Ways to get a job as an environmental graduate

Graduates may encounter the "catch 22" situation in which it's hard to get a job without experience and hard to get experience without a job. The information below may be helpful to any environmental undergraduates and environmental graduates wanting to begin their environmental career
 
Graduate Programs

Graduate Programs are a great way to start your environmental career when you don't have experience. These programs are predominantly open for application between mid-February to late April. Some will start earlier and close as late as early June so you will need to keep your eye on individual company websites to make sure you don't miss out.

Graduate programs are run primarily by the larger organisations in the environmental industry. They vary in format between organisations but generally consist of one or two years of a structured training program. Each graduate has a particular job, such as a Salinity Monitoring Officer, for which they must complete specific duties. In addition to these daily duties, they receive further training in many different areas of the organisation. This additional training can prove invaluable in improving your skills and building a wide-reaching network. As part of many of the programs, there are opportunities to move around the organisation within the period of the program.

The Recruitment Process

The recruitment process for graduate programs can be quite daunting because it is a comprehensive and often lengthy process. Depending on the organisation, graduates either apply for a particular position being advertised as part of the program, or they apply more generally for the graduate program and are placed in a position once accepted. The stages of the recruitment process remain similar between organisations and are outlined below.

 

Stage 1

The first stage of the process commonly consists of answering a number of general questions and sending in your academic transcript. Common questions include "Give an example of when you have exhibited leadership skills" or "Why would you like to work for our organisation?". This stage is often completed online so check the websites of organisations that offer graduate programs.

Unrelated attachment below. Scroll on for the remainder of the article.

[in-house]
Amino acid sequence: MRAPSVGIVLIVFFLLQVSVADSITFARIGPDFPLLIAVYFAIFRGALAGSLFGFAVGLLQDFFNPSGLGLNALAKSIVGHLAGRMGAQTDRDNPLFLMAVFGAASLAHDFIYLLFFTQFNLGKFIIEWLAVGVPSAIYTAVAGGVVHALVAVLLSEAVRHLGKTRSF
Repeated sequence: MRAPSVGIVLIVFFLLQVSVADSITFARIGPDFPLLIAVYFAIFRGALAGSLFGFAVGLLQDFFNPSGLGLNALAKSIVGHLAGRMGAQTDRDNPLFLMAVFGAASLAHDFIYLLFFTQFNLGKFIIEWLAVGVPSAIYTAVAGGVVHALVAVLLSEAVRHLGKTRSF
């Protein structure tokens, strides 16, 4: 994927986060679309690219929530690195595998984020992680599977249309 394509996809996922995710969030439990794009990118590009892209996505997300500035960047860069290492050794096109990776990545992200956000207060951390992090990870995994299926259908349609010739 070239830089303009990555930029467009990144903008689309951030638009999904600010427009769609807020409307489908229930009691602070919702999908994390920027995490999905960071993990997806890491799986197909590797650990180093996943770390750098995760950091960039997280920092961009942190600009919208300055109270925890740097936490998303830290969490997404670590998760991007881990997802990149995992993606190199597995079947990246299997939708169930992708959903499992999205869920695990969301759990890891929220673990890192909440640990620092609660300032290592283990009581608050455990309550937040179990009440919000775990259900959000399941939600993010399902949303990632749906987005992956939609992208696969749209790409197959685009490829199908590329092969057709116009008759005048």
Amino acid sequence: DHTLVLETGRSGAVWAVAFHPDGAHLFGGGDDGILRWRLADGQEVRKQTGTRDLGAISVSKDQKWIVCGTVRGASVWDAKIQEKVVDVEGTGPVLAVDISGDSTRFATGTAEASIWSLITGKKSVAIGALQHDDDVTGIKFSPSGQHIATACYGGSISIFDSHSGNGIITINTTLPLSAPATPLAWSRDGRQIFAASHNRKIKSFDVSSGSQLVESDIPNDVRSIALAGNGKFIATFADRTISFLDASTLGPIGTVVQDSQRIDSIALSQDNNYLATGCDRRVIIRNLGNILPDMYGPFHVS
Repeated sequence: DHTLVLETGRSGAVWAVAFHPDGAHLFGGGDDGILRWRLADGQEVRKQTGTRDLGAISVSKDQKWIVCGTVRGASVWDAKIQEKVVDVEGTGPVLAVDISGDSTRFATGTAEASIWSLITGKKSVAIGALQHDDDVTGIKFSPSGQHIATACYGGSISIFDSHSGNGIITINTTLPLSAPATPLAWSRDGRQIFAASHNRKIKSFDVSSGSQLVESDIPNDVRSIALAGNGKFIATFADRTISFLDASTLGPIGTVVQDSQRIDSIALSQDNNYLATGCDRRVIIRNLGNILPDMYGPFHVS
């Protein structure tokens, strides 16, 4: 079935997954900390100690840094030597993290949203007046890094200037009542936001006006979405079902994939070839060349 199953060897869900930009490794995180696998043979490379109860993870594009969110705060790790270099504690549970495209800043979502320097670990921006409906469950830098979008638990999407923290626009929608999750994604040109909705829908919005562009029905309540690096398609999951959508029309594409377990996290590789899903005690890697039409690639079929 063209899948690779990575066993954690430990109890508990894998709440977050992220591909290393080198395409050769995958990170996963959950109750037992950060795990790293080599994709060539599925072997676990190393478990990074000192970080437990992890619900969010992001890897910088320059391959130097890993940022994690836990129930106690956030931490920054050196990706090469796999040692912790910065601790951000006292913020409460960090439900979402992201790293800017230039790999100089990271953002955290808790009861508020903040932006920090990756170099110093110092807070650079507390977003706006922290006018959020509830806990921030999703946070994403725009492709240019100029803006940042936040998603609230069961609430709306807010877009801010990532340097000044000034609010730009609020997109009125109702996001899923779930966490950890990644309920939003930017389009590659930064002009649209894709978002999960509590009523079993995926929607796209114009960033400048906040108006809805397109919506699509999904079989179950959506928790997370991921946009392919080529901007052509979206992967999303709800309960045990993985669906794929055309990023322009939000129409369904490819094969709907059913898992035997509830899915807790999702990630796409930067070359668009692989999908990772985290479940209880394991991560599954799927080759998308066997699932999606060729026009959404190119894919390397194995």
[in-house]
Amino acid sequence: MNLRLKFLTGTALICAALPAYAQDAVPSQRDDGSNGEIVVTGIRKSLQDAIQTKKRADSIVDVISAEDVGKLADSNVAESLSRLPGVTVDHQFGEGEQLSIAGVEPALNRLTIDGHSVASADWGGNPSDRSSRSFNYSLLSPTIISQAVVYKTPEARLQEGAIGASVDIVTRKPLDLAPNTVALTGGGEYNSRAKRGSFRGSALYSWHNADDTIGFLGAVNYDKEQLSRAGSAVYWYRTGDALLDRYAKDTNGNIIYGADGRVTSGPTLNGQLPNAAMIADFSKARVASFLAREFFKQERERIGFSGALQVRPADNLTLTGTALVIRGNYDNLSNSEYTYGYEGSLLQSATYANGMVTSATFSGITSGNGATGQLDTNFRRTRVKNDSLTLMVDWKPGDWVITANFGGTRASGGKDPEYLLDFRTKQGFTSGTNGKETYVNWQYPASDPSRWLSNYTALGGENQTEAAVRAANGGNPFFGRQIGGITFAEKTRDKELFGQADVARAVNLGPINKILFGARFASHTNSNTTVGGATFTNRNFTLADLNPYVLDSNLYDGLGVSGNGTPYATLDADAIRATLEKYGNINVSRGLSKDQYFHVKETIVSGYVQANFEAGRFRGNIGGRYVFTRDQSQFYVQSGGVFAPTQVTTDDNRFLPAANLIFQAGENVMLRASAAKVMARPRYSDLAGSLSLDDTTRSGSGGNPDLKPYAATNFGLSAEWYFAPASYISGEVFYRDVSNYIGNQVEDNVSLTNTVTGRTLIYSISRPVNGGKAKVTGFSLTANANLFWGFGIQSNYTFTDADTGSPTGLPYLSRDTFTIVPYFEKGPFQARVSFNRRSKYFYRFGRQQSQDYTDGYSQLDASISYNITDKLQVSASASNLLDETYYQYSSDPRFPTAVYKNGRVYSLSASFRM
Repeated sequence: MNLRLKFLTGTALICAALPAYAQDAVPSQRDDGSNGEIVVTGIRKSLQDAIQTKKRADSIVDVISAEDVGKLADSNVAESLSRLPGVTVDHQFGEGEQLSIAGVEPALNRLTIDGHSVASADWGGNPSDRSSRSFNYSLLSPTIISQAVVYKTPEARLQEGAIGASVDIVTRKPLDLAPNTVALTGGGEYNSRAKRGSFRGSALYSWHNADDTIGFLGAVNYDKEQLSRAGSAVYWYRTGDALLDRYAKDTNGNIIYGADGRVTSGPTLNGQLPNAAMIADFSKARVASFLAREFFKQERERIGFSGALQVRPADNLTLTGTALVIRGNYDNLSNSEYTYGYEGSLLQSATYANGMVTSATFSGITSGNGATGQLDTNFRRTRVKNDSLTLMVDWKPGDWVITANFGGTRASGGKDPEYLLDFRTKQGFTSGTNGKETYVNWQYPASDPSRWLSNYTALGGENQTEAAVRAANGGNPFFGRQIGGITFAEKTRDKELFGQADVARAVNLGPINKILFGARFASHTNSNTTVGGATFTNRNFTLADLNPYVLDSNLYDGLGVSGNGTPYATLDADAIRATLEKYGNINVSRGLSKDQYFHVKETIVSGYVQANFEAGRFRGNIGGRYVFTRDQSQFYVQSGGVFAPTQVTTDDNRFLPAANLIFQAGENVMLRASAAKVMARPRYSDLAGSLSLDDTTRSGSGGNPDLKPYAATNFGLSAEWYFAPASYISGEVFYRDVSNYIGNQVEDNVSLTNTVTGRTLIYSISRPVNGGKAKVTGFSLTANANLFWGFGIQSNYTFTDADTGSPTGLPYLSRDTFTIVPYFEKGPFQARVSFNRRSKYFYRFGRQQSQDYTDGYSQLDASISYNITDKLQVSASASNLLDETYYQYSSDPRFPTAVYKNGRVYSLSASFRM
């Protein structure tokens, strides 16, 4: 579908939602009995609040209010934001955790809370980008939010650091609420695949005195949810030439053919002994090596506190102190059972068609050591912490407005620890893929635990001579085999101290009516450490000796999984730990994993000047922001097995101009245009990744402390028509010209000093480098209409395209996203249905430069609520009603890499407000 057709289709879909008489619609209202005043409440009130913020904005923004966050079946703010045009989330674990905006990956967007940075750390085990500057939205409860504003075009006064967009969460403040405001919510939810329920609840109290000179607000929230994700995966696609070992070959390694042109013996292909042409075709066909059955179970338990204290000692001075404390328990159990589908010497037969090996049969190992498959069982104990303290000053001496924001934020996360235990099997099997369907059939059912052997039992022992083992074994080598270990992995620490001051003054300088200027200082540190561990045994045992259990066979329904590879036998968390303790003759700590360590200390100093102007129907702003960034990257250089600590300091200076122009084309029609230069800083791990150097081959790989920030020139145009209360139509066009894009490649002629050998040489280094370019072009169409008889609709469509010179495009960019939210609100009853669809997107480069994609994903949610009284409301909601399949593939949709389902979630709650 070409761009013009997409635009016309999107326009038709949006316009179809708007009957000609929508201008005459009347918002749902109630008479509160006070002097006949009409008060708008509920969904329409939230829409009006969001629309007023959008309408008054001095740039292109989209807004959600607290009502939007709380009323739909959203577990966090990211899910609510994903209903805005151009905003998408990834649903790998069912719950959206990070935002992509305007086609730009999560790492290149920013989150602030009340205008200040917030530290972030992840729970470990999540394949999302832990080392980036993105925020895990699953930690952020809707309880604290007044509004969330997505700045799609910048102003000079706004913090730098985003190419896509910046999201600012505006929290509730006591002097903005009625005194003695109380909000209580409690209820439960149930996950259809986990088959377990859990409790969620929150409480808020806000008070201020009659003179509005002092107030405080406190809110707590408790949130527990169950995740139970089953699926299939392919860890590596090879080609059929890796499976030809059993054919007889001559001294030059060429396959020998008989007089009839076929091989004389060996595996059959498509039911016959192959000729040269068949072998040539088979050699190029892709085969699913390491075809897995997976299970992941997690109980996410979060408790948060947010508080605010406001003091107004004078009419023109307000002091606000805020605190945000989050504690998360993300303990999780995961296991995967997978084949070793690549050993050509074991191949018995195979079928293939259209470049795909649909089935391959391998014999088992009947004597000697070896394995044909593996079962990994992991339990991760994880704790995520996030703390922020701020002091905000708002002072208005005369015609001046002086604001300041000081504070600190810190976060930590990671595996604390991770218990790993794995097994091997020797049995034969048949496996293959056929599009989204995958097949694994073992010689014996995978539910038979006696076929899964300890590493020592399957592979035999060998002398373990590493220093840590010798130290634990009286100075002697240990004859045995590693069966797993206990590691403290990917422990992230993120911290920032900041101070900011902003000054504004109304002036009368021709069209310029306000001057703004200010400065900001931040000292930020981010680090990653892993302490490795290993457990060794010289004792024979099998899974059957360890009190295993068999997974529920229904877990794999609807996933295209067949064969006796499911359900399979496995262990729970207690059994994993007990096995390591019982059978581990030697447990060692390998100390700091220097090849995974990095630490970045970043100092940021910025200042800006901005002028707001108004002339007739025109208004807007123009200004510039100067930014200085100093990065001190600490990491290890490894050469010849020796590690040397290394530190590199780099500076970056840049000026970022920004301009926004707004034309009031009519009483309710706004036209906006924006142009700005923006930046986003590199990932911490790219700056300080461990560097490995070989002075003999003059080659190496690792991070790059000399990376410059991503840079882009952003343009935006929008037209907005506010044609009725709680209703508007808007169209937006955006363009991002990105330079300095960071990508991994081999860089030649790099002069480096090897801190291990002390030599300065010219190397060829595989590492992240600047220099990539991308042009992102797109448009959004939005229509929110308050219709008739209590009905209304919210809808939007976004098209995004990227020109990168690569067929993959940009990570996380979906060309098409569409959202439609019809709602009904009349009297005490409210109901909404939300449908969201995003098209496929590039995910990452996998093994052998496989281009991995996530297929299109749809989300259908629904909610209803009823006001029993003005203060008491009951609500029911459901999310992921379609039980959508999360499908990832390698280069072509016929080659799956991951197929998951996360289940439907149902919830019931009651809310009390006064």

Stage 2

After stage one, you may proceed to stage two, which commonly consists of a group interview. In group interviews, the employers observe how you function in a team environment and your communication skills. In these interviews, you are commonly asked to give a short presentation on a topic, which they give you on the day, and complete problem-solving exercises as a group. The problems are often situations you are likely to experience as part of the job such as dealing with a potentially contaminated site or organising a budget according to priority projects.

 

Stage 3

The third stage varies between organisations and depends largely on the position you are applying for. It commonly consists of an individual interview with a member, often the manager, of the unit you will be working with, and a coordinator of the graduate program. Questions are usually specific to the position but they can ask more general environmental issue questions, such as "Please define Environmentally Sustainable Development".

The recruitment process for graduate programs is often gruelling and the group interviews can go for an entire day, but they give you lots of opportunities to show the employer your strengths. Even if you do not get the position, completing the process provides a good experience for future interviews.

Volunteering

Volunteering for an environmental organisation can give you the experience you need, the opportunity to learn about the organisation and industry, as well as "a foot in the door" so you're in the right place if a paid job opportunity does arise. Volunteering is a great way to meet like-minded people and share experiences of the job market, pass on hints, and find out about jobs that you may not have heard of otherwise.

Volunteering is also a great way to simply help out with a cause you believe in. Many environmental organisations would not be able to operate without volunteers, illustrated by a great quote from an American movie: "There is nothing stronger than the heart of the volunteer".

If you want to do volunteer work, a starting point would be to check with your local council to find out about things occurring in your area. It is especially good to find out about local ‘friends’ groups who may be involved in environmental activities in your area, for example Frien, s Of The Earth or Friends of Merri Creek You can search for environmental volunteer jobs on our environmental jobs page or view our links page for organisations that accept environmental volunteers

For some recent useful research on the value of volunteering to assist with securing a job have a read of the CNCS "Volunteering as a Pathway to Employment".